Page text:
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I was told about a law that a scribe who is unsure about a letter in a mezuzah/Torah/tefillin, can ask a child who is versed in Aleph-Bet if it is Kosher or not. Where can I find it?

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Whether a letter is recognizable to someone who knows how to read letters (but isn't distracted by context clues, which leaves us children who know to read letters but not words) is the most fundamental characteristic of a letter. The vast majority of scribal laws are based on this. (There are a handful of potential exceptions, so don't use this unless you know what you are doing.)

The source for using such a child in a case of doubt is Menachot 29b:

ראמי בר תמרי דהוא חמוה דרמי בר דיקולי איפסיקא ליה כרעא דוי"ו דויהרג בניקבא אתא לקמיה דרבי זירא א"ל זיל אייתי ינוקא דלא חכים ולא טפש אי קרי ליה ויהרג כשר אי לא יהרג הוא ופסול

Rami bar Tamrei, who was the father-in-law of Rami bar Dikkulei, had the leg of the letter vav in the term: “And the Lord slew [vayaharog] all the firstborn” (Exodus 13:15), written in his phylacteries, severed by a perforation. He came before Rabbi Zeira to clarify the halakha. Rabbi Zeira said to him: Go bring a child who is neither wise nor stupid, but of average intelligence; if he reads the term as “And the Lord slew [vayaharog]” then it is fit, as despite the perforation the letter is still seen as a vav. But if not, then it is as though the term were: Will be slain [yehareg], written without the letter vav, and it is unfit. (Translation from Sefaria)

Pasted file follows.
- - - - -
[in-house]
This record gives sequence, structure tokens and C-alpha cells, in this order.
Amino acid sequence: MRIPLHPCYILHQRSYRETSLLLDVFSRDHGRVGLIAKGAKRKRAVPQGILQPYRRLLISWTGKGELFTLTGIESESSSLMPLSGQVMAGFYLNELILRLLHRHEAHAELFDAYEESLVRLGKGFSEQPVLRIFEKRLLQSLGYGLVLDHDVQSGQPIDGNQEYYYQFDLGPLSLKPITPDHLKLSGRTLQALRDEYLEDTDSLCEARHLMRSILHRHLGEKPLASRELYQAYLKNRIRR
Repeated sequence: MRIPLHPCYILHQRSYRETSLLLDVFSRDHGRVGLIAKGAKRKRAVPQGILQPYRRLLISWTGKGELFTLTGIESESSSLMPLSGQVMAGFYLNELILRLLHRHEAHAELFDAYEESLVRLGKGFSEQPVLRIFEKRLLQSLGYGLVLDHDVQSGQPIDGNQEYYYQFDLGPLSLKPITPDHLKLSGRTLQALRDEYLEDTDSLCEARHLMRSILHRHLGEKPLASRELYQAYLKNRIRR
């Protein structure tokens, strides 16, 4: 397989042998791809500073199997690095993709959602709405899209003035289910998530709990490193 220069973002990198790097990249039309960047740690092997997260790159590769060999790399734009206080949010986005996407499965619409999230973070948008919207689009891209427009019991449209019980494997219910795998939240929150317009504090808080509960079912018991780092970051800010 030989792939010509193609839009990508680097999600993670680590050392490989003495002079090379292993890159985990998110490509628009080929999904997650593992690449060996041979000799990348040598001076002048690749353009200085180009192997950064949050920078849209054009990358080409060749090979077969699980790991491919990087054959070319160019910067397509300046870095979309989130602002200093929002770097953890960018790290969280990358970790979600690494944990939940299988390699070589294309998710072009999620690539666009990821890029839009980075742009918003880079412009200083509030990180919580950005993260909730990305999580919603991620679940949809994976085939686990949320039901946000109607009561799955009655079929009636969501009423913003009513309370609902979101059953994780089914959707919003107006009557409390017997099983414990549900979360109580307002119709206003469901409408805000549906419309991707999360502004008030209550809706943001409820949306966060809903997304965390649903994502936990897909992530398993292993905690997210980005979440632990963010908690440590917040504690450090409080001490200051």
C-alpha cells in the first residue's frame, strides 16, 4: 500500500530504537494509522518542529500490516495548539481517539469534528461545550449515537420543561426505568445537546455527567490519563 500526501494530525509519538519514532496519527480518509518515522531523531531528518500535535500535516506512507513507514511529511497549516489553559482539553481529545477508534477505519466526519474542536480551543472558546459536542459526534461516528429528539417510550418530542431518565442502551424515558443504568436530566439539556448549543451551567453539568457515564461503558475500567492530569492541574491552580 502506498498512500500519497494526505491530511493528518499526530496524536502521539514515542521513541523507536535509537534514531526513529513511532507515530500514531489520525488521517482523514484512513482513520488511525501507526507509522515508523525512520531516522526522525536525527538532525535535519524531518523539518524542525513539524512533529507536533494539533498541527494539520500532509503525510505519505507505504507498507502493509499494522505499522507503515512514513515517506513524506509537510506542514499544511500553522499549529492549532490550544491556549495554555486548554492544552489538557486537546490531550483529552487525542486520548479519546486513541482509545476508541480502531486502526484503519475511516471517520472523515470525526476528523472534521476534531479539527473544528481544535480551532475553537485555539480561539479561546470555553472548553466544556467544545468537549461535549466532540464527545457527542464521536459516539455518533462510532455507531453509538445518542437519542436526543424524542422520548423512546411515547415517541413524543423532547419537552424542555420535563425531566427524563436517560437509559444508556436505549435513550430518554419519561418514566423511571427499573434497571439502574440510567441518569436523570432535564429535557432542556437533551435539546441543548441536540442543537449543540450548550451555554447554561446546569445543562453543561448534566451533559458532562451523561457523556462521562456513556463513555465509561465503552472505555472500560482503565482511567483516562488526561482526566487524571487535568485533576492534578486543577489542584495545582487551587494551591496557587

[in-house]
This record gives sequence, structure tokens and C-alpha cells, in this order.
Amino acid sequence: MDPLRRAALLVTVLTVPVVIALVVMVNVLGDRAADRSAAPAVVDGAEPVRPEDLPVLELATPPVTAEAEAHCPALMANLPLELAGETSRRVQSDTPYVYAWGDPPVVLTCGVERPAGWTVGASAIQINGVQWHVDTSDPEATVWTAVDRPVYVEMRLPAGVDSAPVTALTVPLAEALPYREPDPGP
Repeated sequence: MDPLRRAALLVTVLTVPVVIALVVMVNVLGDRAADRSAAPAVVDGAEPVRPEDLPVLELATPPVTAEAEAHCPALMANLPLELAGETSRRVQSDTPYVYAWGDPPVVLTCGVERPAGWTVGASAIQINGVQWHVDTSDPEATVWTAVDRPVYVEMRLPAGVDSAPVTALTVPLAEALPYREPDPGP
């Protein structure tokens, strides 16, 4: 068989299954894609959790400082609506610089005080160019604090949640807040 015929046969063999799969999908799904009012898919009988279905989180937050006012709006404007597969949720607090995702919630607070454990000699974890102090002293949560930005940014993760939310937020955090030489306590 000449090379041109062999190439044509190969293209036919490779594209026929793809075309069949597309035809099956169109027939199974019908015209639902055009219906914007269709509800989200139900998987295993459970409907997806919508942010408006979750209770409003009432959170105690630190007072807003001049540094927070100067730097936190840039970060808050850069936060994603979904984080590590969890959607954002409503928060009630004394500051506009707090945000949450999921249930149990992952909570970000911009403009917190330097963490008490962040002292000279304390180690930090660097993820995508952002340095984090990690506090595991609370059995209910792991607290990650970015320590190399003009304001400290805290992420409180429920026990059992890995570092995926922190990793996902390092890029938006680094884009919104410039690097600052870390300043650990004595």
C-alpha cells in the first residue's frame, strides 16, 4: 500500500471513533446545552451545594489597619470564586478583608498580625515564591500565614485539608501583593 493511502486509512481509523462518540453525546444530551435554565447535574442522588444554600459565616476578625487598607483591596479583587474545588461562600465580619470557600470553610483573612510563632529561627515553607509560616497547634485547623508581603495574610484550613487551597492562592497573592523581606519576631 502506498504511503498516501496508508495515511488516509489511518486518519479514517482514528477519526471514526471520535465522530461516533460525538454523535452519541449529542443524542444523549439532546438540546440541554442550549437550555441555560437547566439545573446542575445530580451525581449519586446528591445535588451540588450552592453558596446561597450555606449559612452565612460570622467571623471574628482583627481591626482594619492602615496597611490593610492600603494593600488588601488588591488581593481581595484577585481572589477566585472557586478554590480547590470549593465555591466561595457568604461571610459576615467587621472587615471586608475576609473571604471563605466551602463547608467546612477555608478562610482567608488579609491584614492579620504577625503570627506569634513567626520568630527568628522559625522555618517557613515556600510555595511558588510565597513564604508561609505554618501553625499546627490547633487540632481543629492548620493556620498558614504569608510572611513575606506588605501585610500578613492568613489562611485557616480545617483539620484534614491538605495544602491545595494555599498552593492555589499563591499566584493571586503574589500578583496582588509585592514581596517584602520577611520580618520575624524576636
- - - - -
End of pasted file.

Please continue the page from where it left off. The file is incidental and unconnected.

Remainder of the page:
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  • Is there any commentary as to why we use a child? – Moshe May 28 '20 at 20:49
  • @Moshe As I wrote, anyone who is fluent in reading the letters but can't read words is fine. We ned somoene who ins't jusst reding teh leter basd on contxt clus. Almost always that means a child. – Double AA May 28 '20 at 20:54
  • Thank you. Just want to know if there is a commentator who says this – Moshe May 28 '20 at 20:55
  • See Rashi to the Gemara I cite. – Double AA May 28 '20 at 20:59

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